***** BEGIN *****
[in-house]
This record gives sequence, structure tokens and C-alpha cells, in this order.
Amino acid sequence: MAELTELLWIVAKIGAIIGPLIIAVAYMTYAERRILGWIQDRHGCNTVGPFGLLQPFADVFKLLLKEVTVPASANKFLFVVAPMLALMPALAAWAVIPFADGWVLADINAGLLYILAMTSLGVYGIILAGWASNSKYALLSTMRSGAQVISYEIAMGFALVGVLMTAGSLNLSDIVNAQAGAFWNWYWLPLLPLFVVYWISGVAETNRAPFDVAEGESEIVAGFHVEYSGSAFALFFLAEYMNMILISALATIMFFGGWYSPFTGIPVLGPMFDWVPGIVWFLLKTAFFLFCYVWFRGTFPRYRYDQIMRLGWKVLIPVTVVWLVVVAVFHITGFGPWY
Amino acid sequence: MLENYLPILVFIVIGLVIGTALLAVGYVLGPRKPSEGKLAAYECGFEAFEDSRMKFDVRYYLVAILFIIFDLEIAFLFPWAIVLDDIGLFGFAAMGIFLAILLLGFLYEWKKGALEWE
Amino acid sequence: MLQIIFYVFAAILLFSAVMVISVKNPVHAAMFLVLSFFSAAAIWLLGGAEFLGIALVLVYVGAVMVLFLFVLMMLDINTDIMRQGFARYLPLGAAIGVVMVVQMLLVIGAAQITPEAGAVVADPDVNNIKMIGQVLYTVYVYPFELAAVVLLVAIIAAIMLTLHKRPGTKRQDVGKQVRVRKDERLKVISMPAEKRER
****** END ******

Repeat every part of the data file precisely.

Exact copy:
[in-house]
This record gives sequence, structure tokens and C-alpha cells, in this order.
Amino acid sequence: MAELTELLWIVAKIGAIIGPLIIAVAYMTYAERRILGWIQDRHGCNTVGPFGLLQPFADVFKLLLKEVTVPASANKFLFVVAPMLALMPALAAWAVIPFADGWVLADINAGLLYILAMTSLGVYGIILAGWASNSKYALLSTMRSGAQVISYEIAMGFALVGVLMTAGSLNLSDIVNAQAGAFWNWYWLPLLPLFVVYWISGVAETNRAPFDVAEGESEIVAGFHVEYSGSAFALFFLAEYMNMILISALATIMFFGGWYSPFTGIPVLGPMFDWVPGIVWFLLKTAFFLFCYVWFRGTFPRYRYDQIMRLGWKVLIPVTVVWLVVVAVFHITGFGPWY
Amino acid sequence: MLENYLPILVFIVIGLVIGTALLAVGYVLGPRKPSEGKLAAYECGFEAFEDSRMKFDVRYYLVAILFIIFDLEIAFLFPWAIVLDDIGLFGFAAMGIFLAILLLGFLYEWKKGALEWE
Amino acid sequence: MLQIIFYVFAAILLFSAVMVISVKNPVHAAMFLVLSFFSAAAIWLLGGAEFLGIALVLVYVGAVMVLFLFVLMMLDINTDIMRQGFARYLPLGAAIGVVMVVQMLLVIGAAQITPEAGAVVADPDVNNIKMIGQVLYTVYVYPFELAAVVLLVAIIAAIMLTLHKRPGTKRQDVGKQVRVRKDERLKVISMPAEKRER